Yes! That's me buggered then. :) I broke the tip to my Tricast Excellence waggler rod with relative ease, but the Acolyte is even more brittle feeling than that. It seems to be a trade off between weight and durability and for me I've always said I'm yet to be 100% impressed by a new expensive rod for that reason.
 

Yeoman

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Well I've got 3 Acolytes and none have broken yet, all have put in plenty of hours and caught plenty of fish, and I'm not over careful with my gear.
I stickfloat fish most of the time so I'll always take light over heavy, and at the moment I can't see how you can beat the Acolytes.
 

TiggerXFM

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I can only make comment on the accolyte float rods I have. I have them in 13 and 14ft plus's and 12ft carp waggler and all have been tested beyond what you would expect of them. I've hit and held barbel over 10lbs in weight on quite short lengths of line and the rods have been bent to a point where I fully expected them to crack off, but they never did. This wasn't a one off test either, I caught many barbel in those kind of swims and the rods were tested over and over again.
I have nothing but praise for the drennan accolyte float rods!
 

Cobweb

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Yes! That's me buggered then. :) I broke the tip to my Tricast Excellence waggler rod with relative ease, but the Acolyte is even more brittle feeling than that. It seems to be a trade off between weight and durability and for me I've always said I'm yet to be 100% impressed by a new expensive rod for that reason.
I've not damaged any of my float rod tips amongst which are a 13ft Acolyte Ultra, and the same length old 80s Spliced tip Daiwa Whisker signature rod which I paid £120 for years ago(Not Tommy Pickering's sig).- a slight misleader there as my stepson trod on the Daiwa tip and the rod now repaired is about 3 inches shorter, and better for it! I wish I could say the same for my feeder rods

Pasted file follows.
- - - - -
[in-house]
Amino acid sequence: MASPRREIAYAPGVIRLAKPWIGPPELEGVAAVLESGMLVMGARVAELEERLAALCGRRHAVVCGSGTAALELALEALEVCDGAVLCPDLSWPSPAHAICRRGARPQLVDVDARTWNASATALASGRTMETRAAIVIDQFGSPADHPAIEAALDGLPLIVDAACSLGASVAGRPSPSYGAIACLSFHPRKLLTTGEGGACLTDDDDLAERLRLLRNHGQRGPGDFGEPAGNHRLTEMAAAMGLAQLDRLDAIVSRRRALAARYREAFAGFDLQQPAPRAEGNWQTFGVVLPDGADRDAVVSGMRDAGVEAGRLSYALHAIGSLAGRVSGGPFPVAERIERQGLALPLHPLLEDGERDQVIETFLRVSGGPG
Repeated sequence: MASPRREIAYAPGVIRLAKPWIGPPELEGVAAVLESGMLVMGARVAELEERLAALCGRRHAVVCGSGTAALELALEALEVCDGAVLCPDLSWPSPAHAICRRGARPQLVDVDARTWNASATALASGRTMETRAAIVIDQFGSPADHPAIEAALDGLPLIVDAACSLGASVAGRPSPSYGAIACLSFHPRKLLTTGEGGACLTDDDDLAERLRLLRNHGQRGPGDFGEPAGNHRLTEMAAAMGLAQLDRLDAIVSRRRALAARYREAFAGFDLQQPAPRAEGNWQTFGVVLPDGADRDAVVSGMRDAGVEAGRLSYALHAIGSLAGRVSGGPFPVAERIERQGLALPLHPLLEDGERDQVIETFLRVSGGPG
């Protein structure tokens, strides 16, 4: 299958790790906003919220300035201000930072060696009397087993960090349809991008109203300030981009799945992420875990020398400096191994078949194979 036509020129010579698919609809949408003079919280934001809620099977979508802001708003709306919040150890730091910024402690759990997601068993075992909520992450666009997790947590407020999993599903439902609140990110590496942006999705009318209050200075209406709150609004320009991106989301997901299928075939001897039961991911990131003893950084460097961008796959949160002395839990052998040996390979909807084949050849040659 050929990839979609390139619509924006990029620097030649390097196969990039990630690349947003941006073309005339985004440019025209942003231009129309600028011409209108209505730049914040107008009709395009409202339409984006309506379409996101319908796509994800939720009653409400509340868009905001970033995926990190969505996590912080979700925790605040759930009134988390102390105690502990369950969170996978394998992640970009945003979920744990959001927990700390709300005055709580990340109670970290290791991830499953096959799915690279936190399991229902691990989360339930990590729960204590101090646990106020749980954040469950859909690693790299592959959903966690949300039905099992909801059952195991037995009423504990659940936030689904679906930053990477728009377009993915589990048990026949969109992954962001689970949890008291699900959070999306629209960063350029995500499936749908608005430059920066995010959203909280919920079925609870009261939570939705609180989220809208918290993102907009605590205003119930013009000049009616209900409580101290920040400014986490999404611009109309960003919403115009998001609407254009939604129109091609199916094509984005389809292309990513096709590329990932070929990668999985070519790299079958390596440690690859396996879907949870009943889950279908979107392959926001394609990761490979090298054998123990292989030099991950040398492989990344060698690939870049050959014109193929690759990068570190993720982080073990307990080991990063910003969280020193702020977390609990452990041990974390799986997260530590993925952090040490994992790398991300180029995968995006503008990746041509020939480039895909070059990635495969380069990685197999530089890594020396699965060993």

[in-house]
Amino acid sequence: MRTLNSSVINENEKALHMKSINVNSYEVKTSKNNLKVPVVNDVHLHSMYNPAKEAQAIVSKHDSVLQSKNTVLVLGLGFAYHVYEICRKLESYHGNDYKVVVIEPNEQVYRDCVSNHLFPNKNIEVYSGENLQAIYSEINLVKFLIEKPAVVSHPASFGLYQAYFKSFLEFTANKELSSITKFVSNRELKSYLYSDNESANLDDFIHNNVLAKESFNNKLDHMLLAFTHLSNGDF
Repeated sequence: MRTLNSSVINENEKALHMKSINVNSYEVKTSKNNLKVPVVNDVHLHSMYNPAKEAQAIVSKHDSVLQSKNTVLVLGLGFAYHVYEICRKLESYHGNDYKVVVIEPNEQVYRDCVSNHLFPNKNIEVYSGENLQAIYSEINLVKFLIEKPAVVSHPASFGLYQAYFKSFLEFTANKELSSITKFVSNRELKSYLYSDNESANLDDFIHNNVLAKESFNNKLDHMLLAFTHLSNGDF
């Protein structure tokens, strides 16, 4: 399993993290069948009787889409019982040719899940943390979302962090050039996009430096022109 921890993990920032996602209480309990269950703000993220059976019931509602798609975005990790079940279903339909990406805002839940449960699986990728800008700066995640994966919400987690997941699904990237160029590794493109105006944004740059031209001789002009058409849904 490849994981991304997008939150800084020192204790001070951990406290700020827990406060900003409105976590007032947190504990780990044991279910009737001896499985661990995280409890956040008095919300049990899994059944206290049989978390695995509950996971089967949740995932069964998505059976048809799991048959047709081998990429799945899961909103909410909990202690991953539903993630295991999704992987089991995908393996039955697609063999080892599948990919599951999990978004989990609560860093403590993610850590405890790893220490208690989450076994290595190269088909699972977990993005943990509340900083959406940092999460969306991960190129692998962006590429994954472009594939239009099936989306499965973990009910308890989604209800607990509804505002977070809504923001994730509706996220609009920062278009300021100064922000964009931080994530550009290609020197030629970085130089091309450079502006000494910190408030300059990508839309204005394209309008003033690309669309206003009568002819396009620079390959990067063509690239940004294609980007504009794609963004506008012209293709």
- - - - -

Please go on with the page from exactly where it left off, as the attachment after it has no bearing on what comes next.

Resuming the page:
Zerkalo

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In most situations I would rather use my 17' Shakespeare LXL Superteam instead of my 17' Acolyte despite it being a lot heavier. I feel less likely to break it but it still has a nice action. It's a fishing rod not a wand made of china for me, but people have different needs and wants.
 

Total

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In most situations I would rather use my 17' Shakespeare LXL Superteam instead of my 17' Acolyte despite it being a lot heavier. I feel less likely to break it but it still has a nice action. It's a fishing rod not a wand made of china for me, but people have different needs and wants.
Did you eventually get a replacement section for the 17 foot LXL then?:unsure:
 

Yeoman

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I can only make comment on the accolyte float rods I have. I have them in 13 and 14ft plus's and 12ft carp waggler and all have been tested beyond what you would expect of them. I've hit and held barbel over 10lbs in weight on quite short lengths of line and the rods have been bent to a point where I fully expected them to crack off, but they never did. This wasn't a one off test either, I caught many barbel in those kind of swims and the rods were tested over and over again.
I have nothing but praise for the drennan accolyte float rods!
You got the same selection as me, Tigger, my 14ft has probably had the most abuse as I use it for Barbel on the Wye, it's had some alarming pressure on it and always comes through.